Fielder is the highest-profile free agent remaining on the market. The Nationals also are believed to be heavily involved with Fielder, who, according to reports, is seeking a long-term deal with a no-trade clause. The Mariners have also been connected with Fielder.

-- Jesse Sanchez
Marlins among six clubs interested in Cespedes
The Yoenis Cespedes sweepstakes appears to be down to six teams.
The center fielder from Cuba told a reporter from The Associated Press in the Dominican Republic that the Marlins, Cubs, White Sox, Orioles, Tigers and Indians have expressed the most interest.
Cespedes, 26, made his debut on Thursday for Aguilas Cibaenas in the Dominican Republic Winter League.

-- Jesse Sanchez
D-backs talking to Bartolo Colon
Could Bartolo Colon be the fifth starter the D-backs have been looking for?
The D-backs seem to believe so as a baseball source said they were in talks to sign the right-hander.
Colon was 8-10 with a 4.00 ERA in 29 games (26 starts) for the Yankees last season. The 38-year-old did not pitch in 2010 and signed a Minor League deal with the Yankees after undergoing stem-cell treatment for elbow and rotator cuff injuries.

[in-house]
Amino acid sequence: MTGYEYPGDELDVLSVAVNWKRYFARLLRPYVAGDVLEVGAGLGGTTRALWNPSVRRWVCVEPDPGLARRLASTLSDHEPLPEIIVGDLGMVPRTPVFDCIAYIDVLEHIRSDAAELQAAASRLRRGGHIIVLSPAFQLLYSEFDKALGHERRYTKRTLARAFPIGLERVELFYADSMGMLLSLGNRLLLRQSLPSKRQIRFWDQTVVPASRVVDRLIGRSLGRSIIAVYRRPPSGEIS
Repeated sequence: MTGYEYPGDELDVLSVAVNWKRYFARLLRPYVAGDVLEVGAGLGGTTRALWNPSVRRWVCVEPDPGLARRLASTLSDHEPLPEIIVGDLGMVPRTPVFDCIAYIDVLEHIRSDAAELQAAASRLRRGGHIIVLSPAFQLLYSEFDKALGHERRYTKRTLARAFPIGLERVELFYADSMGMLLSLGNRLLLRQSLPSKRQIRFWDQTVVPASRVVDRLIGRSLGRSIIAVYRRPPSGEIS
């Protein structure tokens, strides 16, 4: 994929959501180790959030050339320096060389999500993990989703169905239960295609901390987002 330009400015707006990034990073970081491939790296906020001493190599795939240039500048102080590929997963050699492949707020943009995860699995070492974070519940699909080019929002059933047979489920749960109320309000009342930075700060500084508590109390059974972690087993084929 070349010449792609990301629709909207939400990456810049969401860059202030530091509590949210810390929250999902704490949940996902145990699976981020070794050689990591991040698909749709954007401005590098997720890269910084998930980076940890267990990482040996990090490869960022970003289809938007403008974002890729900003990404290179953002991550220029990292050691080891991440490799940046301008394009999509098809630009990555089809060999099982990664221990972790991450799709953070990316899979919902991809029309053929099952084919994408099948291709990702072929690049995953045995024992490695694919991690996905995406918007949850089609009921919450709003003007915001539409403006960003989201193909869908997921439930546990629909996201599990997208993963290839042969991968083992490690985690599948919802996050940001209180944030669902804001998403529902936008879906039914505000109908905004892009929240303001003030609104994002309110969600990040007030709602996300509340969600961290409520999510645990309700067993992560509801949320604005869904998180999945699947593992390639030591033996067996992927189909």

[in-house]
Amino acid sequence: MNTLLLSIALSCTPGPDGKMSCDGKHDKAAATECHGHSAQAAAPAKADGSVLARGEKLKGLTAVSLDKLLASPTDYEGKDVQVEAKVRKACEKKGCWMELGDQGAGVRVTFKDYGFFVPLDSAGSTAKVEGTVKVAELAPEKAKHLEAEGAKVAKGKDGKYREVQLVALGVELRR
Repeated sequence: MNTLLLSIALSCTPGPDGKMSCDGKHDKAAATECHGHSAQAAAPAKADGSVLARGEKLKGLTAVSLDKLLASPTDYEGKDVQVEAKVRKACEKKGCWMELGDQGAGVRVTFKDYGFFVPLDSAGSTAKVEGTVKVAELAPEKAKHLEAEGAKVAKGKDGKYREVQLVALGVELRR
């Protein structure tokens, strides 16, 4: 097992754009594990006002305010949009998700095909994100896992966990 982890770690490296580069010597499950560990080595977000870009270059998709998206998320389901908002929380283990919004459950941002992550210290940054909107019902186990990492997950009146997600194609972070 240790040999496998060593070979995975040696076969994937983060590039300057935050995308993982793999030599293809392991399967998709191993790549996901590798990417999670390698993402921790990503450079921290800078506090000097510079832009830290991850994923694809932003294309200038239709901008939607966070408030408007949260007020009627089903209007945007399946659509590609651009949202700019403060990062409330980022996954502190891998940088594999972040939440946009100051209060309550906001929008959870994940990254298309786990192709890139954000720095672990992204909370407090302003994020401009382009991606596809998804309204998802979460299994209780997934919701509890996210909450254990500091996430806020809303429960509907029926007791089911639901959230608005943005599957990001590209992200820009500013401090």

Thanks to a strong performance in the spring, Colon made the Yankees roster and was an effective starter before seeming to tire down the stretch. In September, Colon posted a 5.96 ERA and was not on the team's postseason roster.
The D-backs' rotation currently consists of Ian Kennedy, Daniel Hudson, Trevor Cahill and Josh Collmenter with the fifth spot to come from a group of young pitchers that includes, among others, Wade Miley, Barry Enright, Tyler Skaggs, Trevor Bauer and Charles Brewer.
Given the youth and inexperience of that group, the D-backs had hoped to add a veteran fifth starter as added depth in case none of the young starters are able to make the jump to the big leagues.